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Greatest Practices for Securing Your AWS Infrastructure



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Cloud technology has experienced unparalleled growth in recent years, with major players like Amazon and Microsoft investing in cutting-edge offerings. Platforms like Amazon Web Services (AWS) have made infrastructure management much more accessible for IT departments. This trend, however, has also created new challenges and increased the need for AWS security. Support experts no longer need to install hardware or upgrade server memory physically.

Instead, they can modify configuration settings through an online interface, enabling IT teams to scale projects on demand to accommodate increased website traffic or database growth. AWS offers many built-in security features, such as an IaaS or Infrastructure as a Service platform, making it a popular choice. However, properly configuring the cloud environment and AWS security settings is crucial. Companies can also use third-party resources and cloud security tools, such as cloud data loss prevention (DLP) solutions, to enhance data security in their AWS environments.

If you want to secure your AWS environment, this post has compiled a few security tips to help your organization safeguard data, manage credentials, prevent abuse, and more.

Enable Multi-Factor Authentication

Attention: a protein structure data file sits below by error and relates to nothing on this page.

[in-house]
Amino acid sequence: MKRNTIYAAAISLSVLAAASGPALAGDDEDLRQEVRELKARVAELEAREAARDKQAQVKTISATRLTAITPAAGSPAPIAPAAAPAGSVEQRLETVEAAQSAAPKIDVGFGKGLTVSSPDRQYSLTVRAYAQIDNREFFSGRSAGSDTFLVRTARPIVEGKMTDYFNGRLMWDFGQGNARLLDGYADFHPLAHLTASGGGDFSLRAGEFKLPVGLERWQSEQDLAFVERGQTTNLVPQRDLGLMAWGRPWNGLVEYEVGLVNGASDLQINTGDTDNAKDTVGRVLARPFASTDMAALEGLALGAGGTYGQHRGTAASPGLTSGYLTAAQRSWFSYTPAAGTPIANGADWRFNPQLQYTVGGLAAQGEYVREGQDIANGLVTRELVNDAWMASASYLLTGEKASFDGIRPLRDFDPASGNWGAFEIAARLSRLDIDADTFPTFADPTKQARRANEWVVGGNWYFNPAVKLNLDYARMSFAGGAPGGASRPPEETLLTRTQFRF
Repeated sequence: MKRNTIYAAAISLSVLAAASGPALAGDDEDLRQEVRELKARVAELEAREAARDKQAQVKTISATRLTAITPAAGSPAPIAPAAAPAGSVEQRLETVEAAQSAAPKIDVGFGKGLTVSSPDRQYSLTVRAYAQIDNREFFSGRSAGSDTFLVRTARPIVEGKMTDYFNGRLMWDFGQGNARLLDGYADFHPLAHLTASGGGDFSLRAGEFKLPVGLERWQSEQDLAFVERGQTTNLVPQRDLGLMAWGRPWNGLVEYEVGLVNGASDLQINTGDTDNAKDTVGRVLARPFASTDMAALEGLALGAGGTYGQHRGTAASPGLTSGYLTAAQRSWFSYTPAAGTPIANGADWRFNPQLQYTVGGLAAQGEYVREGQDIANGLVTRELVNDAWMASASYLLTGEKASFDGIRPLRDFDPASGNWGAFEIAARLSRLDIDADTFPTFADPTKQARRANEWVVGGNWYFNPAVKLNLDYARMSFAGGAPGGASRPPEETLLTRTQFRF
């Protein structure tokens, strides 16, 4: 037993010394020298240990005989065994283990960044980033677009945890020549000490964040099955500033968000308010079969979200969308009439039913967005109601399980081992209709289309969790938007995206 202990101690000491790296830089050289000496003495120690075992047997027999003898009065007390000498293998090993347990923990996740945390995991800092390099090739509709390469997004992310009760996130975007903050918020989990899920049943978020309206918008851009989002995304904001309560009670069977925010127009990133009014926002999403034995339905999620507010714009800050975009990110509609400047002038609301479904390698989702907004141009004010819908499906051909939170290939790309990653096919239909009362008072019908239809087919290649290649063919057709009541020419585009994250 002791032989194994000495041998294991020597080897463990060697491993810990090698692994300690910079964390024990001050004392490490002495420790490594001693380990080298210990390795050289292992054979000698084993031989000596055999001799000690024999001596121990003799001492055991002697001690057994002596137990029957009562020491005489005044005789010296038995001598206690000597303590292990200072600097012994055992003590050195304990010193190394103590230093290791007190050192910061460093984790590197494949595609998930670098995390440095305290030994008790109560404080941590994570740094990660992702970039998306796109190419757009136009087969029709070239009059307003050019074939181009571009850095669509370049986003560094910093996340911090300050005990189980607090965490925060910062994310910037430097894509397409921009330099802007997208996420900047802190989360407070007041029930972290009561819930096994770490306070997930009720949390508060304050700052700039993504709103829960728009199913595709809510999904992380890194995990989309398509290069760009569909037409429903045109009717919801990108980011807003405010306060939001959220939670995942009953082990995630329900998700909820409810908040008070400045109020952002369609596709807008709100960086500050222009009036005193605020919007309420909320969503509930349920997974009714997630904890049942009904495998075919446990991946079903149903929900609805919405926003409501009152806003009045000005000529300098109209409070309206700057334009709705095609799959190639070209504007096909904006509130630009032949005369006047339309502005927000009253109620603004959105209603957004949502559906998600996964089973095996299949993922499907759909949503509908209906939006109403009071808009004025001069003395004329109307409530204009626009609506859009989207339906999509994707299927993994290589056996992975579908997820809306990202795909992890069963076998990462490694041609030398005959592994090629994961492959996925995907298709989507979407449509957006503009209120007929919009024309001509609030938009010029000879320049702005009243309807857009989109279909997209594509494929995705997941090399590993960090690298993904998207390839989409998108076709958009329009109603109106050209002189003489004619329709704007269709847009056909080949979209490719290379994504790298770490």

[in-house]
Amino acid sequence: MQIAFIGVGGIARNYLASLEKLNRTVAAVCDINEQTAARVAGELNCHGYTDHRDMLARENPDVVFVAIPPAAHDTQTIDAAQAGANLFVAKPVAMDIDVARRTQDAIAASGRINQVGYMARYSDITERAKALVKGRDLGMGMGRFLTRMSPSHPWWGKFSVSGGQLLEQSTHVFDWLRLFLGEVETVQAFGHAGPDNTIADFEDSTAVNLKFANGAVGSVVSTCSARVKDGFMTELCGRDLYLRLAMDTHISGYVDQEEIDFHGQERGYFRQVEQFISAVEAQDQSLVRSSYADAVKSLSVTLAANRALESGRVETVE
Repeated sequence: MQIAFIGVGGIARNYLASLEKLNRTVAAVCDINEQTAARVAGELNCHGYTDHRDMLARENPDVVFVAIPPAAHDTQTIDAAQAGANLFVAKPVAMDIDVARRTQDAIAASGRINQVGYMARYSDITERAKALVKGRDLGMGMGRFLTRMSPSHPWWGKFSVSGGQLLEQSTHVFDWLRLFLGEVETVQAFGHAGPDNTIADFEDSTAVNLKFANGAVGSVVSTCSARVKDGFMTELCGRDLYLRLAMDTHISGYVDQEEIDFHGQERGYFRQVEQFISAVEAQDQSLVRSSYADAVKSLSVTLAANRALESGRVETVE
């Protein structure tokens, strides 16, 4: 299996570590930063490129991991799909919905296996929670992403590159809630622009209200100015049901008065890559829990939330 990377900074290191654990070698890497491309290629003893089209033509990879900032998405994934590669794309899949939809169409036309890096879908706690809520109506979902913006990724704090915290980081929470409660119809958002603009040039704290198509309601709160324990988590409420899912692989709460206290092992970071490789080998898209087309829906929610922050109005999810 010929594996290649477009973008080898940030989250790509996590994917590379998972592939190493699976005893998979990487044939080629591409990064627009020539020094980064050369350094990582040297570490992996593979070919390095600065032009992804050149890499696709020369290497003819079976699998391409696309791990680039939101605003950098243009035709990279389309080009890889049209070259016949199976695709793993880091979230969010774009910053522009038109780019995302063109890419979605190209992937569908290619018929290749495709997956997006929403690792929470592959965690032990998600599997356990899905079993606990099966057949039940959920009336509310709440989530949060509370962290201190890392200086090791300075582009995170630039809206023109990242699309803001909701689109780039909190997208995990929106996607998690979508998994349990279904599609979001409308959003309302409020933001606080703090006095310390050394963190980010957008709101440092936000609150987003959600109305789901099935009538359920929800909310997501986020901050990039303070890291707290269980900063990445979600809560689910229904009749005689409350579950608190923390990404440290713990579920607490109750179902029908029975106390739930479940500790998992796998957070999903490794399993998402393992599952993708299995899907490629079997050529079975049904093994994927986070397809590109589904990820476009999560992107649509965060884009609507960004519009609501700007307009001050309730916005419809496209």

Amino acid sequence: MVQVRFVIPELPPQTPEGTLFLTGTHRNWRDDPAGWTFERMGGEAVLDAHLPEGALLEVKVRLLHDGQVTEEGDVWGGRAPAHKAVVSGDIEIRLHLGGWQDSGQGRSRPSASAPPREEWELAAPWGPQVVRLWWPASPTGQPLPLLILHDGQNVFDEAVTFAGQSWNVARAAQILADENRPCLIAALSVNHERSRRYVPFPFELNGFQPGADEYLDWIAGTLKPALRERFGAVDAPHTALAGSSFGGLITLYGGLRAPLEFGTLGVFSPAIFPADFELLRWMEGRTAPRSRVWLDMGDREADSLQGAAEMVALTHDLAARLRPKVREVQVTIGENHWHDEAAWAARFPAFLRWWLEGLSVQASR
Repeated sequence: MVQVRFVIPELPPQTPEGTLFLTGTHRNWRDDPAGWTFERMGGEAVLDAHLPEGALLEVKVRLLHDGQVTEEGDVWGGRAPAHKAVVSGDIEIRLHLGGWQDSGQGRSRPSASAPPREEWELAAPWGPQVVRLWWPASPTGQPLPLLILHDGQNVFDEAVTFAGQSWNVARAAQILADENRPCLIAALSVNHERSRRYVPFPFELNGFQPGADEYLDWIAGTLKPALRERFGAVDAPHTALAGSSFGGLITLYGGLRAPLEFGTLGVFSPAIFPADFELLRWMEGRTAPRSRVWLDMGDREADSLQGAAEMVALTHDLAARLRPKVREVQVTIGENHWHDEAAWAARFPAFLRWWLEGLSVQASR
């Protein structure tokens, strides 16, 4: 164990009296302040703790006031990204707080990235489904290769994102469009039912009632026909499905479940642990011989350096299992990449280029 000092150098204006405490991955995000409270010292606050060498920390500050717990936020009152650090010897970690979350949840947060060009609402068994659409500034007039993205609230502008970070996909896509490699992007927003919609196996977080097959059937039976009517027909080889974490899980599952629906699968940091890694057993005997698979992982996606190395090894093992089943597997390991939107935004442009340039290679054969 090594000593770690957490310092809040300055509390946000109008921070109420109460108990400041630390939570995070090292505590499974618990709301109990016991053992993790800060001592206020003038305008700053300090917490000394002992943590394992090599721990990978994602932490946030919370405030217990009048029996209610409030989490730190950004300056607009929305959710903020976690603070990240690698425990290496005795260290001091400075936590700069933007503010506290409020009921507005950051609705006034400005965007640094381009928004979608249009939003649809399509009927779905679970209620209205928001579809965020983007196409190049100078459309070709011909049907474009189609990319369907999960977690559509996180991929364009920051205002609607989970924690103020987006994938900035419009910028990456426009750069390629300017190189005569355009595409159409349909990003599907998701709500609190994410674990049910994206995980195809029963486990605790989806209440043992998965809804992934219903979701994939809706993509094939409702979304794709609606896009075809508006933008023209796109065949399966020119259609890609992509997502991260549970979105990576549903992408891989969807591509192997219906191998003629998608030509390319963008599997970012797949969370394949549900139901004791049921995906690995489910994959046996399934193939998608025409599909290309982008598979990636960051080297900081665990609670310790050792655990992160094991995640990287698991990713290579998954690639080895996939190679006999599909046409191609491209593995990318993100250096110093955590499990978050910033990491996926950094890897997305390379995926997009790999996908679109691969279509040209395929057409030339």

MFA or Multi-factor authentication  is the security feature that adds an additional authentication layer to both the password and username. With MFA, after logging in, providing some additional information is necessary, which might be a particular app or a hardware MFA component on the mobile.

To use MFA, select the apt type of MFA device from the options and keep the hardware device in a safe location when not in use. If you use a virtual MFA device, such as a mobile app, consider the possibility of losing or damaging your phone. To address this, store the virtual MFA device in a secure location. You can also enable MFA by activating several devices at a time or using any virtual MFA solution to retrieve device keys.

Incident and Threat Response Planning

For cybersecurity professionals, “assume breach” is a serious issue. Every system, person, or account is a potential attack vector at any time. Assuming that attackers will breach at least one vector is crucial due to the vast attack surface, and they might have already done so. This underscores the significance of having a thorough incident response plan in place.

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A robust plan can reduce the collateral damage or “blast radius” caused by a cyber-attack. Although preventing a breach is ideal, a comprehensive incident response plan will specify the potential breach points, how to detect them swiftly, the necessary actions to contain the situation, and the recovery plan for your organization.

Create a Security Baseline

Establishing a security baseline for your AWS environment requires collaboration between your security and DevOps teams. This baseline should cover all aspects of the environment’s configuration and include an incident response plan. Utilizing resources like the AWS Well-Architected Framework and the CIS Benchmarks can help establish a solid starting point, and an AWS Solutions Architect can provide additional guidance. It’s critical to ensure that the baseline is applied to all environments, including production, test, and pre-production, and to review and update it at least every six months to account for new environmental threats and changes.